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Summary:

By the end of March, Apple was selling more iPhone 5 devices as a share of iPhones than in December. But at the same time, the share of older model phones it is selling has never been higher.

Apple Event 10/4 Tim Cook iPhones

The big number everyone’s going to be watching for during Apple’s earnings announcement on Tuesday is how many iPhones it sold during its second fiscal quarter. We don’t know the total yet, but a study published by Consumer Intelligence Research Partners estimates how many of those were the latest model iPhone 5: about 53 percent of all iPhones sold worldwide.

It also found that the rest were iPhone 4 and iPhone 4S models, which sell for free with a contract or for $99 with a contract, respectively. That breakdown is slightly improved from December, when a CIRP survey shows that just half of all iPhones sold were the newest model iPhone 5.

CIRP January through March iPhone model purchases

CIRP January through March iPhone model purchases

This is a very different sales pattern than what we saw in the second quarter of the iPhone 4S’s availability. When that device was the latest model, it accounted for 73 percent of all iPhone sales in April 2012, a significantly larger share than the iPhone 5 had as of March, according to CIRP, whose data comes from a survey of 500 customers who’d recently bought an Apple device.

The iPhone 4S sold 33% of all iPhones in the survey period, while the iPhone 4 represented 14% of all iPhones. In contrast, in the similar period following the launch of the iPhone 4S, the lower-priced iPhone 4 represented 22% of sales, and the free iPhone 3GS represented 5% of sales.

As a share of iPhones sold, 33 percent is the highest share a legacy model iPhone has carried in at least the last two years, according to CIRP’s data. Apple wants to sell iPhones no matter what, but ideally it wants to sell more of the most expensive iPhones, not the severely discounted and free-on-contract devices; that way its average selling price stays high.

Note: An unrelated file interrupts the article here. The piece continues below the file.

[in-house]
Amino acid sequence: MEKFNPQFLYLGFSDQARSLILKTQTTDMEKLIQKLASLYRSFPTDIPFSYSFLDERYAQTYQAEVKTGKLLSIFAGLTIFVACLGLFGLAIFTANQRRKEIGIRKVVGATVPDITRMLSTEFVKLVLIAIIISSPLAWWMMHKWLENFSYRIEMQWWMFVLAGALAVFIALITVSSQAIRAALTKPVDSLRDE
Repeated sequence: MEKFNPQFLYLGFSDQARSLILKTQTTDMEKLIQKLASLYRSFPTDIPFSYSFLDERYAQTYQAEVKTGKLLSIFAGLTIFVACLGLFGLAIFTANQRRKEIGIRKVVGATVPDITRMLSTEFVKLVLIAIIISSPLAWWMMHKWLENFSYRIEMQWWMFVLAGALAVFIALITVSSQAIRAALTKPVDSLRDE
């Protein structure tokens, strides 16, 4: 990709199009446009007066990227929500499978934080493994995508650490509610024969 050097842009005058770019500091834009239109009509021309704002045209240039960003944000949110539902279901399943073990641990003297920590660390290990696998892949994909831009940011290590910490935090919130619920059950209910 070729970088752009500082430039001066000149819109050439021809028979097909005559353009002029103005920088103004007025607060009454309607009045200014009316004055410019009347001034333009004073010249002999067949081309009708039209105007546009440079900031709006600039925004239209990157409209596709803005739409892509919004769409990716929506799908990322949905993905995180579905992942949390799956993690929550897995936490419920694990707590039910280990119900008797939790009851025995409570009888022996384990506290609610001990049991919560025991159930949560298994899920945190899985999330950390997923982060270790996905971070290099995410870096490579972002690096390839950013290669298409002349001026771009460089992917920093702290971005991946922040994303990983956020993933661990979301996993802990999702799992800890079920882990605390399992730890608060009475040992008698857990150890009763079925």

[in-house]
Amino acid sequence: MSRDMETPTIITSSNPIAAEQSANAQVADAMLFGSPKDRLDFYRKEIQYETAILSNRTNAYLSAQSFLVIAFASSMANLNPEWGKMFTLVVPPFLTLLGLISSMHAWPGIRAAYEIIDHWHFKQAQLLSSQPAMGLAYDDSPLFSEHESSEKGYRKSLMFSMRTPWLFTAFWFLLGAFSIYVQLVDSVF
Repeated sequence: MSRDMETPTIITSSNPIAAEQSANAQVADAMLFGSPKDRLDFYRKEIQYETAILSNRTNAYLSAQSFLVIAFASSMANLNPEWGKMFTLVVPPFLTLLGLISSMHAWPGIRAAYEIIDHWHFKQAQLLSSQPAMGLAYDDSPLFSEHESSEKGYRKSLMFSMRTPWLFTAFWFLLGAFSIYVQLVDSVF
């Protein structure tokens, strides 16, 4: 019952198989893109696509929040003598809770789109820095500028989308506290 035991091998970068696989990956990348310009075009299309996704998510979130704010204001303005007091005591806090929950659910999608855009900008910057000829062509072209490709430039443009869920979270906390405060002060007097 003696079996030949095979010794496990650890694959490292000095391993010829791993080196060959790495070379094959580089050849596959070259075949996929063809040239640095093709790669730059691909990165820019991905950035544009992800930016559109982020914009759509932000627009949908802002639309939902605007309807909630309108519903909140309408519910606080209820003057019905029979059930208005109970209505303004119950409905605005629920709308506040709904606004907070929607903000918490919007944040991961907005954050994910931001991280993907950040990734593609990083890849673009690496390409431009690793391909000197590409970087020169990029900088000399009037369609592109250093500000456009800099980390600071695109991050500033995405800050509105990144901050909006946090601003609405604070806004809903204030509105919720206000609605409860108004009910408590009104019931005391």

Something similar is taking place with iPads, CIRP found: Between January and March, the iPad 2 — which originally debuted in early 2011 — grabbed a larger share of iPad sales, up from 27 percent to 32 percent. The newest model, the iPad with Retina display, dropped from 43 percent of sales in the holiday quarter to 36 percent of sales during the January quarter. Meanwhile, the smaller and cheaper iPad mini grew slightly, from 30 percent to 32 percent of sales.

It’s not really a mystery that cheaper Apple devices, even when the devices are not the latest model, are attractive to buyers when viewed against the competition. What is a mystery (until tomorrow anyway) is how this affects Apple’s balance sheet.

  1. The missing context here involves the iPhone 4′s (probably much overblown) reception problems. The 4S added a handful of new features, including Siri, while addressing the 4′s relatively iffy reputation. It’s not surprising, then, to see a much sharper break between those two models when the 4S was the latest gadget.

    The iPhone 5′s edge is mostly about its A6 processor’s speed, which doesn’t give consumers as compelling an argument for spending the extra $100.

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    1. I concur with @WRSI. Further, let’s not forget that the lowest end phone at the time (and the one that most people were dying to upgrade from) was the iPhone 3GS which was VERY challenged to run the latest iOS version at that point in time.